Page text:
Could Oysters Save Our Seas?
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Could Oysters Save Our Seas?

The latest shell-ebrity in the eco world

At its simplest, an oyster shell is shucked in half before the slippy meat is poured straight from its rugged case into your mouth, perhaps washed down with a sip of champagne. But what do you do with your oyster shell after you’ve eaten it? Olivia Emily explores a new eco use for oysters: saving our coastlines.

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Eco Oysters: Could Molluscs Save Our Seas?

Oysters might hint at luxury these days – pairing nicely with a glass of champagne – but they were once the ubiquitous food of the working class, with plentiful molluscs flourishing on our British coasts, and across the world. Their cultivation has reappeared in recent years – after a 95 percent decline since the mid-1800s due to things like overfishing and seabed trawling – with farms dotted around the British isles feeding the voracious appetite of Britain’s oyster quaffers.

But oysters are also a natural sea defence and cleansing system – and conservation charities are making the most of this. Over the weekend, the Wild Oysters Project released around 10,000 oysters off the coast of Whitburn in north-east England. It’s not a farm, nor is it proposed primarily as a sea defence – in fact, the cleaning quality of the oysters is at the centre of this project.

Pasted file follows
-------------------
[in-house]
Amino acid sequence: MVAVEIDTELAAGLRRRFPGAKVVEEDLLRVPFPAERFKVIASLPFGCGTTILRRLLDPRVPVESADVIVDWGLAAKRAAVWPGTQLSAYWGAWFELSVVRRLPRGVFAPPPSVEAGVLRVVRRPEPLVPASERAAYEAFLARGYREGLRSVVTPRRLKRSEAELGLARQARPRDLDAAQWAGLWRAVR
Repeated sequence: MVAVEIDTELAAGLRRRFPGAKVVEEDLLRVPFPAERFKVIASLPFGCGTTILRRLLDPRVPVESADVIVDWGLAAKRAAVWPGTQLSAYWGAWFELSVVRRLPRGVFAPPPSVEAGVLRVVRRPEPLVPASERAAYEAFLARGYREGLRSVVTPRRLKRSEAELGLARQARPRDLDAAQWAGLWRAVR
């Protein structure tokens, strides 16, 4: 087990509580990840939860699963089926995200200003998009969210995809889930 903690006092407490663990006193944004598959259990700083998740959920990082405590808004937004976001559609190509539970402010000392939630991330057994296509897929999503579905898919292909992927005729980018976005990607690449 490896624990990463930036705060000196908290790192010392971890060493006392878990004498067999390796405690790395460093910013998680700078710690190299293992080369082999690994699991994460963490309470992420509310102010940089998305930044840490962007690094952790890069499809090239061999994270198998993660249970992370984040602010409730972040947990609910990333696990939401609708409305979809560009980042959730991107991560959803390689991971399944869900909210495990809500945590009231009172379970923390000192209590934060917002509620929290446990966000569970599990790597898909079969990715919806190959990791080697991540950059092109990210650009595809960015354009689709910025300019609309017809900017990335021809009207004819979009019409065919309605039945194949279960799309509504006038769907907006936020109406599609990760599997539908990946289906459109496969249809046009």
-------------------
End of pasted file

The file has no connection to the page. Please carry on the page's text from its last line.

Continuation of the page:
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The Wild Oysters Project released the molluscs onto a man made reef. The reef stretches 7,500 sqm and has been constructed with over 750 tonnes of stones and scallop shells lowered onto the seabed over the last few weeks, according to the BBC. As well as creating a natural wave barrier, as natural filter feeders, oysters nurture healthy ocean ecosystems by absorbing nitrogen into their shells and tissues. According to Rewilding Britain, oysters filter around 140 litres of water everyday. Plus, oyster reefs attract and support the growth of other species, which bolsters those erosion reduction benefits and generally improves biodiversity.

It mirrors a project across the Atlantic: the Coalition to Restore Coastal Louisiana, which uses otherwise discarded oyster shells for coastal defences. The shells attract new oysters and other tiny microorganisms which grow in the shell’s nooks and crannies, protect juvenile fish and feed birds, helping the ecosystem to flourish while also reducing coastal erosion by up to 50 percent.

Back on British shores, the 2023 edition of the Stranraer Oyster Festival promised to recycle the shell of each of every oyster consumed (which hit 12,000 in 2022). Over a tonne were consumed in 2023; the shells have been collected and now they will be cleaned and weathered before returning them to the protected bed on the shores of Loch Ryan next summer as ‘cultch’, reducing waste and creating a valuable habitat for fledgling oysters.

Celebrity Chefs at Stranraer Oyster Festival

© Stranraer Oyster Festival/
Colin Hattersley

Next time you sink your teeth into a squishy oyster, then, you can think about how much water it has cleaned – and why not ask where your shell will go afterwards? In London, it could be collected by the Essex Native Oyster Restoration Initiative, which gathers old shells from restaurants for use as cultch in Essex estuaries, nurturing the next generation of molluscs.